Sexual harassment in the workplace can be a difficult and uncomfortable issue to discuss. It is essential to recognize that sexual harassment can happen to anyone, regardless of gender, age, or job role.
Let's explore how to identify sexual harassment in the workplace so you can know when to speak up.
What Is Considered Sexual Harassment?
Sexual harassment is defined as any unwelcome verbal or physical behavior of a sexual nature that creates an intimidating, hostile, or offensive work environment. This includes but is not limited to unwanted advances, requests for sexual favors, inappropriate comments about appearance or body parts, sexually-oriented jokes or gestures, and leering (starring) at someone. All of these behaviors are considered off-limits in the workplace and should not be tolerated.
How To Spot Signs Of Sexual Harassment
It is essential to be aware of signs of potential sexual harassment in the workplace so that you can recognize it if it occurs. Some possible signs include feeling uncomfortable or threatened by another employee's behavior, feeling like you have to avoid certain people or areas of the office due to fear of being harassed, or noticing repeated attempts by someone to make physical contact with you without your consent.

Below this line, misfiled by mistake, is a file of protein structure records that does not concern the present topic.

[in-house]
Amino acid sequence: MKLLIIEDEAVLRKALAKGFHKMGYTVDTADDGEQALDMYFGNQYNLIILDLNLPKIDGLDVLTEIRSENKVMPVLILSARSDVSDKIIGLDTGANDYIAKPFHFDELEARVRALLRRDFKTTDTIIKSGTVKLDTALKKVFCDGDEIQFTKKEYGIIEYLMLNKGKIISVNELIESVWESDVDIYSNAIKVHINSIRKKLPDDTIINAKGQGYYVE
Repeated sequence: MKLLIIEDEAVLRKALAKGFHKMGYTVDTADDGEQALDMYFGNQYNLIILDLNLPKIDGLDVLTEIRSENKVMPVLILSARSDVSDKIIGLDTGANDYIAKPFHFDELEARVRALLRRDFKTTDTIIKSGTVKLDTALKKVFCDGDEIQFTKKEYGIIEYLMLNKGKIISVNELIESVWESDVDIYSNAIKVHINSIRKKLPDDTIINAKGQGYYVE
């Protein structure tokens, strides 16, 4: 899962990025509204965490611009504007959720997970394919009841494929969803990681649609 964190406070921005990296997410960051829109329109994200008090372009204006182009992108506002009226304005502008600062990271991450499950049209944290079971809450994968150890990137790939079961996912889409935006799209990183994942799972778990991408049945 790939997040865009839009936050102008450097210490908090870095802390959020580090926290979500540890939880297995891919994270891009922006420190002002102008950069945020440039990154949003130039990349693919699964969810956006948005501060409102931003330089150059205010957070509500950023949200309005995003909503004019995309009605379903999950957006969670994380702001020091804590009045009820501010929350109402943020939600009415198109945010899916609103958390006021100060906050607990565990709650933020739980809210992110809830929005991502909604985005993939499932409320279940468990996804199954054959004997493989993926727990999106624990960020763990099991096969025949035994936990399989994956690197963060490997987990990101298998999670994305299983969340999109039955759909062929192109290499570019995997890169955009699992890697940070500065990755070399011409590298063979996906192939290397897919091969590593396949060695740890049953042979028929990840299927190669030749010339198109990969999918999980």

If you notice any of these signs in your workplace, then it is vital to speak up immediately and report any incidents of possible sexual harassment to HR or a supervisor as soon as possible. You can also contact a trusted workplace sexual harassment attorney to learn more about how they can help you seek a safe work environment.
Dealing With Sexual Harassment In The Workplace
If you are ever faced with potential sexual harassment at work at the hands of a manager, coworker, or even a customer, then it is essential that you take action right away. Report the incident(s) directly to HR or a supervisor if one is available. If there isn’t an HR department in your organization or you are unsure if HR would take action, contact a trusted sexual harassment attorney to learn more about how you can build a case.
Additionally, document any instances and keep detailed records such as emails from perpetrators, notes from conversations with coworkers who witnessed the behavior, and other relevant information for future reference in case needed for legal action should it come down to that point.
We Help Restore Dignity And Bring Hope To Our Clients
No matter what type of job you have - whether it's an entry-level position or a high-level executive role - no one should ever experience sexual harassment at work. If you believe that you or a co-worker is experiencing sexual harassment in the workplace, schedule a consultation to learn more about how we can help you.
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